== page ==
For hotels and casinos, Mayweather-Pacquiao fight packs a punch
The clash Saturday between Floyd Mayweather Jr. and Manny Pacquiao is pushing ticket and hotel prices in Las Vegas to record heights.
Rooms for fight weekend have jumped as much as $750 over their average daily rates, according to data compiled by Vegas.com. The MGM Grand Hotel & Casino, the fight site, has been selling standard rooms at $1,600, compared with the typical $270 a night.
That’s a pittance compared with the cost of fight tickets — more than $100,000 for a ringside seat, or a mere $4,600 for seats in the nosebleed section.
“We’ve never seen anything like this before,” said Vanessa Doleshal, business development manager for the Nevada travel site Vegas.com, which offers booking at 113 of Las Vegas’ largest hotels.
The cost of premium live sports and entertainment events has risen sharply even in an era of Internet streaming.
For instance, the face value of tickets to the Super Bowl has jumped about 1,000% in the last 10 years, said Tony Knopp, chief executive of Ticket Manager Inc., a Calabasas firm that manages and tracks ticket sales.
But the frenzy surrounding the Mayweather-Pacquiao match is extreme.
Anticipation has built for several years for a fight between Mayweather — an undefeated champion of five weight categories — and Pacquiao, a popular champion of eight weight classes. Several previous attempts to schedule the fight have fallen through.
Among the primary reasons for the higher prices for tickets to major sporting events are the involvement of deep-pocketed corporations booking seats for their executives, the growth of secondary ticket sellers such as Stubhub.com, and the shrinking size of venues for many sporting events, said David Carter, a USC professor of sports business.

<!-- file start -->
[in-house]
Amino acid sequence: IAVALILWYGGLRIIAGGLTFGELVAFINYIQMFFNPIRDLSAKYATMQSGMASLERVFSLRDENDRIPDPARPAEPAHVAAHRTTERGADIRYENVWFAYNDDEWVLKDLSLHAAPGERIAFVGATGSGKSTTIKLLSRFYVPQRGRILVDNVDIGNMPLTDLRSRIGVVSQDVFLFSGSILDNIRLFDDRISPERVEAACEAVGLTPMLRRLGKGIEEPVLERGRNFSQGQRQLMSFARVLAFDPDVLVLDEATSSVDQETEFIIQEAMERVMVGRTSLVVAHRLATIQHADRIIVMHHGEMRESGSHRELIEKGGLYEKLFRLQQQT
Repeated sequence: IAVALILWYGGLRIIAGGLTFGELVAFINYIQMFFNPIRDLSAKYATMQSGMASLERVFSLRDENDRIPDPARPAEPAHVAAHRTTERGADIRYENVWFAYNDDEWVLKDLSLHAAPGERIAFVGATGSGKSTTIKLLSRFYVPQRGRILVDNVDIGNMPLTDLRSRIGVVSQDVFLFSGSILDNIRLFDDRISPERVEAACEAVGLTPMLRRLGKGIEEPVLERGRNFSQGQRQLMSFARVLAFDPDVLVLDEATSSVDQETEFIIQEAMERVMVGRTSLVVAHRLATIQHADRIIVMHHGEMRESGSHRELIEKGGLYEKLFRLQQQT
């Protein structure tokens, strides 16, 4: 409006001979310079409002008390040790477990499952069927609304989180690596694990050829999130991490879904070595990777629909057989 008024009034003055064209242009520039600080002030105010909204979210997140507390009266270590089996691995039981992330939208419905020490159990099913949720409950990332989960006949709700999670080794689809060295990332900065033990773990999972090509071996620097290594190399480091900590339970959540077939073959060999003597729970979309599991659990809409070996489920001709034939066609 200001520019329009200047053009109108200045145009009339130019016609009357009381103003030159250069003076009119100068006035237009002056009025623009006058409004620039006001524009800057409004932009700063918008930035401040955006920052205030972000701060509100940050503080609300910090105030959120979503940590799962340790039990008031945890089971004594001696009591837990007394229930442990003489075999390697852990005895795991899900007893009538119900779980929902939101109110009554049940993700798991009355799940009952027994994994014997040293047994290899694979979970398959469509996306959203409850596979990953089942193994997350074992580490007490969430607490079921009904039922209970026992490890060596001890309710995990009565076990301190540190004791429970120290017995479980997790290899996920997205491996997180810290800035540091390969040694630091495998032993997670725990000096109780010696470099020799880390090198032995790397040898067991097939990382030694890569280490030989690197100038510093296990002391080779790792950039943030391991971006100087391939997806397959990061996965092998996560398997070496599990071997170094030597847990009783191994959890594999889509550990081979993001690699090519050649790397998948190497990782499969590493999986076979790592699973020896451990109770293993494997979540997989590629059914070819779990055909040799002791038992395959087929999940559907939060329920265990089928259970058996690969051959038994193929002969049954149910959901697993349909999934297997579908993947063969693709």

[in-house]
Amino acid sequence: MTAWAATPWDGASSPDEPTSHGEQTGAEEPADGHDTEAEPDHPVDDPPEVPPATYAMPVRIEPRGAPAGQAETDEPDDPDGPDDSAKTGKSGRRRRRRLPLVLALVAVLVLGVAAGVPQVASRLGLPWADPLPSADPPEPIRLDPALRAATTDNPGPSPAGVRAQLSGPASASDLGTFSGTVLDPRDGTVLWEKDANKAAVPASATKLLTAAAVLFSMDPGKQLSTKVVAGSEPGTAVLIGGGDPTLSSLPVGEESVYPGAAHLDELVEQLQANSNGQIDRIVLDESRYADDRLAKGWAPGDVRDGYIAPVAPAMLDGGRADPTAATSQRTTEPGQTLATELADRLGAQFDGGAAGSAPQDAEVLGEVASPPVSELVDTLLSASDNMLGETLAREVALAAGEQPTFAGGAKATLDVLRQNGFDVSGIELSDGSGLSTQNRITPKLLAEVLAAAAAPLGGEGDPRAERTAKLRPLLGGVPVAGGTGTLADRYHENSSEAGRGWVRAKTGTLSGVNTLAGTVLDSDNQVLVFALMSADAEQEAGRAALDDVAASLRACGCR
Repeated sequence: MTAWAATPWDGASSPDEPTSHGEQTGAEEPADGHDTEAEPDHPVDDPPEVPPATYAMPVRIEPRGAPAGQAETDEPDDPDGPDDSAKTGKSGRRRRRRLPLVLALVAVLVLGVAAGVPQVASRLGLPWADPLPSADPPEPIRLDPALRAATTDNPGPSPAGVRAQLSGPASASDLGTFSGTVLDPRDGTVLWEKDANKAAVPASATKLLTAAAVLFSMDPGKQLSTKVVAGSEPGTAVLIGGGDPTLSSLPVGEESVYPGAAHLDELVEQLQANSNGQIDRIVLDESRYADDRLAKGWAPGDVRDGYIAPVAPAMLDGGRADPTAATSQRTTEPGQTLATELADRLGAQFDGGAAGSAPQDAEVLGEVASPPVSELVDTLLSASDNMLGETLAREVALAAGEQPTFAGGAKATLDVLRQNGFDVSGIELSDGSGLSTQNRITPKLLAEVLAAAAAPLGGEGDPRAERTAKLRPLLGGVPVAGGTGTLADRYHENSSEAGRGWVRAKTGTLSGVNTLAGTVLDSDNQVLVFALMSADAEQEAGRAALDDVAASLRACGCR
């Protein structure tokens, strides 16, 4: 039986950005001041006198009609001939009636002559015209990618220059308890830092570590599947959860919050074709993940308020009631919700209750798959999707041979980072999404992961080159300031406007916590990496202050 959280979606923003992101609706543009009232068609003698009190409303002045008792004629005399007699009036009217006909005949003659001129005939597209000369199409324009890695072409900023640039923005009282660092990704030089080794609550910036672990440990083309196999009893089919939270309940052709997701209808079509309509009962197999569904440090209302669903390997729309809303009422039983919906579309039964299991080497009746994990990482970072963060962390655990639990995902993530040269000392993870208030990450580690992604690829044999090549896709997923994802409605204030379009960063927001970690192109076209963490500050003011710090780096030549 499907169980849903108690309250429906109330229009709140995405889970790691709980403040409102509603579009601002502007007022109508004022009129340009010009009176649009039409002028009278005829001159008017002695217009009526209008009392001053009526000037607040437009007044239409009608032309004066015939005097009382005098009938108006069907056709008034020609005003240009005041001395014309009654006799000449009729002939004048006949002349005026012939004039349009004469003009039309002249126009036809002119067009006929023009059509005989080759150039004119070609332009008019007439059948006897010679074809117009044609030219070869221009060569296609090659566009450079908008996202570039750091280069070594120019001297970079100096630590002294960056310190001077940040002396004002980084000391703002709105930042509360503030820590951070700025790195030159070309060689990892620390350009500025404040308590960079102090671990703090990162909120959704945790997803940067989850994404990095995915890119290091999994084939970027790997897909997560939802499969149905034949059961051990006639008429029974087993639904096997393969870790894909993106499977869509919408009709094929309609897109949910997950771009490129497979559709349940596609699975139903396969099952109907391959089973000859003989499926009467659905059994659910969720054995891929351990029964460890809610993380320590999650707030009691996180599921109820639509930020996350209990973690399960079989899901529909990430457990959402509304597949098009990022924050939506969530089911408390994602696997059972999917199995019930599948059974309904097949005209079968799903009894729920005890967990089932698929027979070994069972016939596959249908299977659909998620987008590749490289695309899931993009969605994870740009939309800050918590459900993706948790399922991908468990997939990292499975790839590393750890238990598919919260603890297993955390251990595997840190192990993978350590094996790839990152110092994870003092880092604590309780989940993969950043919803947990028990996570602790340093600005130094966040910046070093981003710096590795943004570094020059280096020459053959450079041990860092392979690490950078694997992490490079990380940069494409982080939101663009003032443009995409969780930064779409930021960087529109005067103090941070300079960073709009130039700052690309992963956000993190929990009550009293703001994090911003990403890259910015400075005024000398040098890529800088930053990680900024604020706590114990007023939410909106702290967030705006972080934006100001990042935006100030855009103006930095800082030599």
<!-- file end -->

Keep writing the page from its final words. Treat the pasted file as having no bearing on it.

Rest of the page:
“Three words are at play here: supply and demand,” he said.
Tickets to the Mayweather-Pacquiao fight are particularly costly because the bout falls under the heading of a once-in-a-lifetime event.
“For many people this is a bucket list kind of thing,” Carter said. “People are willing to dip into their savings on something like that.”
Fight promoters and sports franchises have caught on that wealthy fans are willing to pay exorbitant prices for marquee events, said George Hatcher Sr., who worked as an advisor for several years to Joel De La Hoya, father of boxing champ Oscar De La Hoya.
A decade ago, tickets to Oscar De La Hoya’s bouts sold for about a fifth of the price of this weekend’s showdown, Hatcher said.
“Somebody is paying for those tickets, so how can you be critical?” he asked, referring to the sky-high prices for the Mayweather-Pacquiao fight.
Less wealthy fans seem willing to pay a good bit just to watch the fight on TV. Pay-per-view carriers are charging about $90, or about $100 for the HD version.
The match is expected to bring record pay-per-view sales at more than 3 million households. That will help boost the overall purse to well above $300 million, which Mayweather and Pacquiao will split 60%-40%.
The previous record was 2.48 million households when Mayweather defeated De La Hoya in 2007.
Indian casinos in Southern California are charging as much as $95 to attend viewing parties where guests will watch the fight on giant television screens while munching on nachos and tacos.